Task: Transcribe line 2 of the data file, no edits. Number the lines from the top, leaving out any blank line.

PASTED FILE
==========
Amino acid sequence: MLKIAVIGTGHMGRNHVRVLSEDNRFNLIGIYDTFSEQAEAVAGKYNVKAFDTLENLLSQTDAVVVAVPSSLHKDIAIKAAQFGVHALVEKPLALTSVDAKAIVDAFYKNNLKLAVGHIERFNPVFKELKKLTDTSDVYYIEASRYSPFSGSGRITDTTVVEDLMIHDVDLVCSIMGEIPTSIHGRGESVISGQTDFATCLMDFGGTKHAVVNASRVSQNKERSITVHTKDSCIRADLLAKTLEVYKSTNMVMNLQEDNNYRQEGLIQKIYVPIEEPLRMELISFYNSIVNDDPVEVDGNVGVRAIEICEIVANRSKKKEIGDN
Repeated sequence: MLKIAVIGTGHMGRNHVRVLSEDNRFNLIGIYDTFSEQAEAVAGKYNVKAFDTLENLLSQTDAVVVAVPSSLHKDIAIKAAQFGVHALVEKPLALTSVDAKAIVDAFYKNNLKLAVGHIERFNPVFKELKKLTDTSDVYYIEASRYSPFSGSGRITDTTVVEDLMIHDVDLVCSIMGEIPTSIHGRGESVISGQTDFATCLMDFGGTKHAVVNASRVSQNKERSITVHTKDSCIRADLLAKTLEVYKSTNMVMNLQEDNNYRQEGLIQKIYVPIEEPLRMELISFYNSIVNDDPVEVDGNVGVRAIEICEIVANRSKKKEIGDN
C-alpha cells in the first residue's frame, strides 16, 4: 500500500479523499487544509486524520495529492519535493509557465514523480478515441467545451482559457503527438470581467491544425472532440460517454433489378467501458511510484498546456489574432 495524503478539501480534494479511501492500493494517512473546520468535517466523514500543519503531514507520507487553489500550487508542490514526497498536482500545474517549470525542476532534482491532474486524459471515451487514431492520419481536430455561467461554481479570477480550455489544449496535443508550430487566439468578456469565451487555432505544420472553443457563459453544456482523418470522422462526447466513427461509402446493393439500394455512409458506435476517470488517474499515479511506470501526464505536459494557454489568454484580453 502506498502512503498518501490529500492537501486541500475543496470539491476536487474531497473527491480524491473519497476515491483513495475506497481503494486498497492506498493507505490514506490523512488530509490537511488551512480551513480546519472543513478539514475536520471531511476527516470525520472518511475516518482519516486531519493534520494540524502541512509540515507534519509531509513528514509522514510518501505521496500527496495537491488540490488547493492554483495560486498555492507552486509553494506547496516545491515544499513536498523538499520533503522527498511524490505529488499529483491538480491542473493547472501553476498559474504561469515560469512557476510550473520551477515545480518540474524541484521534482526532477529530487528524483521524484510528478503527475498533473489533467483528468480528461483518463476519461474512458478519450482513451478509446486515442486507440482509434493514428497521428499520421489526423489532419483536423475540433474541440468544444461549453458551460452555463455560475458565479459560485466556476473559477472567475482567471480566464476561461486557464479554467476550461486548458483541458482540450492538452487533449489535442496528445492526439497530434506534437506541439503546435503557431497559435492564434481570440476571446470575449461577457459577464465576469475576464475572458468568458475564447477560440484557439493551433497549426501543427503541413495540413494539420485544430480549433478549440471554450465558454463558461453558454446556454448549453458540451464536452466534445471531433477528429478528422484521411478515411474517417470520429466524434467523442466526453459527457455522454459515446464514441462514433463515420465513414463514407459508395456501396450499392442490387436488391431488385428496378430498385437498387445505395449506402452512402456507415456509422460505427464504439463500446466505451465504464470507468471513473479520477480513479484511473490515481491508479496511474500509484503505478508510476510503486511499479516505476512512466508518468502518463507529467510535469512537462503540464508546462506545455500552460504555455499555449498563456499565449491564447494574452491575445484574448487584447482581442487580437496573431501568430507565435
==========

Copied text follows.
Repeated sequence: MLKIAVIGTGHMGRNHVRVLSEDNRFNLIGIYDTFSEQAEAVAGKYNVKAFDTLENLLSQTDAVVVAVPSSLHKDIAIKAAQFGVHALVEKPLALTSVDAKAIVDAFYKNNLKLAVGHIERFNPVFKELKKLTDTSDVYYIEASRYSPFSGSGRITDTTVVEDLMIHDVDLVCSIMGEIPTSIHGRGESVISGQTDFATCLMDFGGTKHAVVNASRVSQNKERSITVHTKDSCIRADLLAKTLEVYKSTNMVMNLQEDNNYRQEGLIQKIYVPIEEPLRMELISFYNSIVNDDPVEVDGNVGVRAIEICEIVANRSKKKEIGDN